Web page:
Why a guaranteed minimum income is a better option than raising the minimum wage

Posted on January 6, 2018 in Policy Context

NationalPost.com – Opinion – This is the fundamental weakness of the minimum wage: you can force business to pay their employees more, but you can’t force them to hire them
January 5, 2018.   Andrew Coyne

The continuing fracas over the minimum wage — Ontario, which brought in a 21-per-cent increase overnight on Jan. 1, is where the argument runs hottest, but similar debates are raging across the country — is one of those illuminating moments where you learn how people think about the economy: how they think it works, and how they think it should work.

Indeed, opinion on the minimum wage shows a remarkable congruity between how people think the economy works and how they think it should work. Ask whether the minimum wage should be increased in any poll, and you will always find an overwhelming majority in support. People support the minimum wage because they think it works: they think the increase will result in a transfer of income from employers to low-wage workers. Government has only to demand that business pay and it will, in the same way that it has only to declare that the increase is intended to benefit the poorest for that to be the result.

This is noteworthy, when you consider how cynically the same people will respond when asked, more generally, how government works, or how politics works, or how the economy works. Yet somehow that cynicism is put to one side when it comes to the minimum wage. It should work, so it does. Business should pay, so they do. It’s supposed to reduce poverty, so it will. Such is the strength of this belief system that people are quite unable to deal with evidence to the contrary. They grow offended, or they get angry. The one thing they do not do is change their minds.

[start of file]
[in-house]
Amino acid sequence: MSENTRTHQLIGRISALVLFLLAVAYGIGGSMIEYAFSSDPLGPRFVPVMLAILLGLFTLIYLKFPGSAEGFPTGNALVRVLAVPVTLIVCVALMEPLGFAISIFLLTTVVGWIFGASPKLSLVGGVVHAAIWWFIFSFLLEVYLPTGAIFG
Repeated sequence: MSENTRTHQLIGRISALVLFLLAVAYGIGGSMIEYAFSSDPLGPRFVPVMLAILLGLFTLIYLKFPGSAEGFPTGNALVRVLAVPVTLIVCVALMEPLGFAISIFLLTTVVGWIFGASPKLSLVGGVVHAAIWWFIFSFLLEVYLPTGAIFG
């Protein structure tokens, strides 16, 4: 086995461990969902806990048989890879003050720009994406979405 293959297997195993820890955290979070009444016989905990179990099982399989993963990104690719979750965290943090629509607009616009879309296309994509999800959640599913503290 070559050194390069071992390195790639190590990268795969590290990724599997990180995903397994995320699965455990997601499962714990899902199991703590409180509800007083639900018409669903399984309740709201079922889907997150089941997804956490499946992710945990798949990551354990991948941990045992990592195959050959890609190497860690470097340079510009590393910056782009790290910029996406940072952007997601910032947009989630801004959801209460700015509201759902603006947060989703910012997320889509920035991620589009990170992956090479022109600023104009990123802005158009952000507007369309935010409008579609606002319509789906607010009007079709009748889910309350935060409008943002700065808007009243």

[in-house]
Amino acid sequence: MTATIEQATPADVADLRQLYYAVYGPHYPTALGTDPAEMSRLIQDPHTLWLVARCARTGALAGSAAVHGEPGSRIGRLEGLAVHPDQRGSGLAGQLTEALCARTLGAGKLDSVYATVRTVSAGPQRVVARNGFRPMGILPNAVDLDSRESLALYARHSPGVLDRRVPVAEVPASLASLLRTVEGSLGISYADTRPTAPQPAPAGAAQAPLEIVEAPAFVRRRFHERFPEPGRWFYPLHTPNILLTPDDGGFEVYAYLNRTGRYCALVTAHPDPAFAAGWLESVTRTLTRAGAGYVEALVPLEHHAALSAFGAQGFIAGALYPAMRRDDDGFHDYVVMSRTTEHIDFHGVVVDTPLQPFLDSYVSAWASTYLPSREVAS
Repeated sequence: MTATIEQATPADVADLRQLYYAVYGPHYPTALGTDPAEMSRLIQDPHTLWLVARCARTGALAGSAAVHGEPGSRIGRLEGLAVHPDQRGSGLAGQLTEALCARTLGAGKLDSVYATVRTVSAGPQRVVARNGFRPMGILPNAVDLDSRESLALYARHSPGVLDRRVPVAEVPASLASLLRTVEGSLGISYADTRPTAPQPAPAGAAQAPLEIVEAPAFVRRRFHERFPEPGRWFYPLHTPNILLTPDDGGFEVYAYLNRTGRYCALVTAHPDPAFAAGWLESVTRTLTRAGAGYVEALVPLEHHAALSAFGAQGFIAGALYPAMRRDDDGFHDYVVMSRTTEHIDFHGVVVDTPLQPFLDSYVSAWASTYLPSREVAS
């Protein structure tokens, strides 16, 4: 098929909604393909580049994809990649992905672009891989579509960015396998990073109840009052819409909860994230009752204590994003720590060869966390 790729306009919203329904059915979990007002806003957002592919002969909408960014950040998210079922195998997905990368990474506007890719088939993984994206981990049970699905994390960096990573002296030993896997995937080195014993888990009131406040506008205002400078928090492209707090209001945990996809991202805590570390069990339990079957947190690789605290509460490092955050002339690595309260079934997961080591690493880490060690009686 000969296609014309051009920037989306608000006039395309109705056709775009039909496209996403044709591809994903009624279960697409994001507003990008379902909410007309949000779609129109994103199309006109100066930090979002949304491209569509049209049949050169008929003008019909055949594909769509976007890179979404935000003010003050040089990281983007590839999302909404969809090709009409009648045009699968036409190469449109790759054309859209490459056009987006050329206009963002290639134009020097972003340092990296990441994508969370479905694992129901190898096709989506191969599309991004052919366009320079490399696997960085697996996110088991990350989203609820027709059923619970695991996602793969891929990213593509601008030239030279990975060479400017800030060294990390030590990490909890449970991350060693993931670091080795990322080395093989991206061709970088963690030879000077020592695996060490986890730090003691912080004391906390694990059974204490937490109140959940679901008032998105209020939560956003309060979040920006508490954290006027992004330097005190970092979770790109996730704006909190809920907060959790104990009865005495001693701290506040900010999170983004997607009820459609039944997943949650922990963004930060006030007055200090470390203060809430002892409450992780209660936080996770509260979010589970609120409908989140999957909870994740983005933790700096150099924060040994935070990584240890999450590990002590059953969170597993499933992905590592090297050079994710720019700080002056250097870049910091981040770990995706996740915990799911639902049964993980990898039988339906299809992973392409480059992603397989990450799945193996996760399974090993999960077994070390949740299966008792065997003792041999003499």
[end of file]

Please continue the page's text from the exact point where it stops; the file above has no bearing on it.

You can see this in some of the responses as business begins to take action to insulate itself from the effect of the increase: that is, as employers begin the wholly predictable process of ensuring that, whoever pays for this sudden legislated increase in the unit cost of labour, it is not them. Minimizing labour costs, after all — getting by with as few employees as they possibly can — is what profit-maximizing employers do 24 hours a day. It is practically all they think about.

And so it could have been no surprise to anyone when a number of employers — Tim Horton’s was singled out for scorn, but only because the Ontario premier saw political advantage in it — began taking steps to offset the increase in hourly wages: in the initial stages, by cutting back on hours worked, or by reducing other benefits. Over the longer haul, they will implement other measures, with equal predictability: substituting machinery for labour, where possible; in some cases raising prices, though minimum-wage workers are typically employed in intensely competitive, low-margin businesses where there is little scope for price increases.